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Nike CEO Apologizes for Corporate Culture That Excluded Some Staff

Sara Germano

Nike Inc. Chief Executive Mark Parker apologized to employees Thursday for allowing a corporate culture that excluded some staff and failed to take seriously complaints about workplace issues, according to people familiar with the matter.

The rare all-staff meeting at the sneaker giant’s headquarters follows weeks of turmoil, including the departures of several senior executives and internal complaints of inappropriate behavior.

Mr. Parker spoke in a crowded theater at the Tiger Woods Conference Center on the Beaverton, Ore., campus. The Nike veteran and CEO since 2006 apologized to those who felt excluded and felt like they didn’t have anyone to turn to about their situation, the people said.

The Wall Street Journal in March reported that Nike was investigating allegations of inappropriate behavior after a group of women at the company had circulated a survey that reached Mr. Parker. Last month, the Journal reported on flaws in Nike’s human-resources department and employees’ complaints of a boys-club culture at the company.

Mr. Parker sent an email to staff earlier Thursday inviting them to the meeting and saying he wanted “everyone to know that I’m personally committed to making Nike a place where everyone can thrive in an environment of respect, empathy, and equal opportunity for all.”

In recent days, Nike has promoted two women to senior leadership roles. On Monday, Amy Montagne was named vice president and general manager of global categories, giving her oversight of several major business units, including women’s, running, training and basketball.

Last week, the company named Kellie Leonard as its new chief of diversity and inclusion.

Ms. Montagne and Ms. Leonard, Nike veterans with more than a decade apiece at the company, filled positions vacated in recent weeks by men. Ms. Montagne was previously head of Nike’s women’s business, while Ms. Leonard was formerly vice president of communications.

Several senior male employees have abruptly left Nike or resigned their positions since March, including the No. 2 executive, Trevor Edwards. Mr. Edwards resigned from his position and will retire from the company in August. He hasn’t responded to requests for comment.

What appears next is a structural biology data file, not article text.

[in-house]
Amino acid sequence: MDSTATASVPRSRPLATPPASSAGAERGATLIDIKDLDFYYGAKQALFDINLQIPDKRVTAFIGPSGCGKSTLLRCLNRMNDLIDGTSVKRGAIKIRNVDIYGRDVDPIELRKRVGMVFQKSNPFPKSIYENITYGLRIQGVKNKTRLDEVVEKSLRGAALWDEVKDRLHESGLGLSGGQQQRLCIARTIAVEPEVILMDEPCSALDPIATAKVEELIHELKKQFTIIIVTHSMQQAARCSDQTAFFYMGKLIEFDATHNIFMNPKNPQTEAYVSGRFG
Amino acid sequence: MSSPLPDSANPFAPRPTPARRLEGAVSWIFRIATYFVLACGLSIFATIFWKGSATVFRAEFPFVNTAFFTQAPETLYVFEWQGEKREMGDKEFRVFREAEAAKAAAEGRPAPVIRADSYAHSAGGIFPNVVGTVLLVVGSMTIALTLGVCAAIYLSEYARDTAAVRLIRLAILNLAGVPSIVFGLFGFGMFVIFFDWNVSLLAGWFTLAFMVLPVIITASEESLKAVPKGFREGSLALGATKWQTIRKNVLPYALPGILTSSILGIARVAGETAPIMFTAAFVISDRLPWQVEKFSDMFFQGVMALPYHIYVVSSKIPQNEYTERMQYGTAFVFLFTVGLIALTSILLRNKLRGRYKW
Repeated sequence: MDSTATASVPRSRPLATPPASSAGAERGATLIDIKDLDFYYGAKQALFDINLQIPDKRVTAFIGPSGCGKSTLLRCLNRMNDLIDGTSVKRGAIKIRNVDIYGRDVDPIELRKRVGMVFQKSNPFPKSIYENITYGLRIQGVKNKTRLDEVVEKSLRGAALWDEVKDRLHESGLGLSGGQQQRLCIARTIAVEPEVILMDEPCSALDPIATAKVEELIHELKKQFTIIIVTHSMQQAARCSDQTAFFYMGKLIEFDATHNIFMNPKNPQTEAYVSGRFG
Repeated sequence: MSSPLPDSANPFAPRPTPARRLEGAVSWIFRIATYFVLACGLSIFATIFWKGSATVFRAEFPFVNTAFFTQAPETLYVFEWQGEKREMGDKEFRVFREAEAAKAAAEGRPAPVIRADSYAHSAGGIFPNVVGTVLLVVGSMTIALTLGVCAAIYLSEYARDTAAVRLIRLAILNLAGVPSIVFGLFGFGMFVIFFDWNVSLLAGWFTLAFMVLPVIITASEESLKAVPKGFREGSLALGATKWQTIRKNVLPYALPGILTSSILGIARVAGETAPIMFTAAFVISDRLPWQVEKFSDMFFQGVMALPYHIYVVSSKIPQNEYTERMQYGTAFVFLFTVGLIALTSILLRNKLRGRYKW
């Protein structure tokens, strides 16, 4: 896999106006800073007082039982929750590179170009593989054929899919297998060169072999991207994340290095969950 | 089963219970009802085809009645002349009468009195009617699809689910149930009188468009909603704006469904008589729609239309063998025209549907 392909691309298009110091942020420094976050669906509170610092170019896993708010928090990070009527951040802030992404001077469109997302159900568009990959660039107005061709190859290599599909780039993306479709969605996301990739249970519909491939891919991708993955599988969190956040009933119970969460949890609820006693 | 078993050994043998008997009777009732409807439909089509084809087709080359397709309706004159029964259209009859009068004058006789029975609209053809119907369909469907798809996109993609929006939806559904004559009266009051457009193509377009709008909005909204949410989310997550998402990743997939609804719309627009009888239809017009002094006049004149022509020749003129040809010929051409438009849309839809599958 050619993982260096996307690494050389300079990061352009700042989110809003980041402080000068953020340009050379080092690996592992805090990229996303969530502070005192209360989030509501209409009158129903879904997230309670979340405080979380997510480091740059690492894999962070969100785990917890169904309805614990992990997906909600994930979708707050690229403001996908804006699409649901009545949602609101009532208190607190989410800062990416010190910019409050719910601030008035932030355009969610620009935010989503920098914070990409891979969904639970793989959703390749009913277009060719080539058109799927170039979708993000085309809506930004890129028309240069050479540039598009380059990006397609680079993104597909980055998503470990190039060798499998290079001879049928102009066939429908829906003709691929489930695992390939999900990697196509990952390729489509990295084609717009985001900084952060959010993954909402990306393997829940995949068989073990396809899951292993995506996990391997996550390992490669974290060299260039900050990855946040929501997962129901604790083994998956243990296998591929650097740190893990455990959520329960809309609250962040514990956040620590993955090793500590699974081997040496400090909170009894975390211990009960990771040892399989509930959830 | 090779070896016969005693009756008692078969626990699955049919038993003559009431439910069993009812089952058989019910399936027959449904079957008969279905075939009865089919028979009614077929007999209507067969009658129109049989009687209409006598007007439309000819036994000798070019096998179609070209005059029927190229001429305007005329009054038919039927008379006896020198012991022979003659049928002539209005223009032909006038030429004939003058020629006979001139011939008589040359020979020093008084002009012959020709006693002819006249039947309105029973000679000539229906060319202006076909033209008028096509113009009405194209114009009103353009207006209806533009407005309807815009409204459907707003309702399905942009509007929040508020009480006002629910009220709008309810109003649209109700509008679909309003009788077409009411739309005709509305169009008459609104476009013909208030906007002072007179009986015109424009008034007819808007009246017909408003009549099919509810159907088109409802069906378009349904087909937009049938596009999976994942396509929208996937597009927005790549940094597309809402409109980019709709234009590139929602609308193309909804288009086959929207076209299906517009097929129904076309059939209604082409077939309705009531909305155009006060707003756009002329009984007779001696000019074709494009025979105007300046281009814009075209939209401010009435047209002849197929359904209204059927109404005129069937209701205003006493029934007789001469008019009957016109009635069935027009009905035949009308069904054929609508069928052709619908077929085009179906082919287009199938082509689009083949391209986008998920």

According to interviews with current and former employees, several issues at Nike hastened the recent upheaval. Last year, a group of female employees began circulating an informal survey to take stock of what they considered to be disparities in pay and promotions for women at the company, as well as alleged inappropriate behavior. The survey was brought to the desk of Mr. Parker earlier this year, these people said.

Also last year, Mr. Parker instructed the head of human resources to leave the company, following at least two internal investigations into his management, according to people familiar with the matter.

Mr. Edwards, whose position was Nike brand president, wielded control over product categories and geographies as well as brand management. Being a friend of Mr. Edwards was one way that helped men rise through the organization, while women weren’t promoted as frequently, the people familiar with the matter said. Some people coined a catchphrase—“FOT” or “friend of Trevor,” according to former employees.

Monique Matheson, the company’s current human-resources chief, sent a memo in April to employees saying Nike has “failed to gain traction” in hiring and promoting women and minorities and disclosed that 29% of the company’s vice presidents are women and just 16% are nonwhite.

Write to Sara Germano at sara.germano@wsj.com



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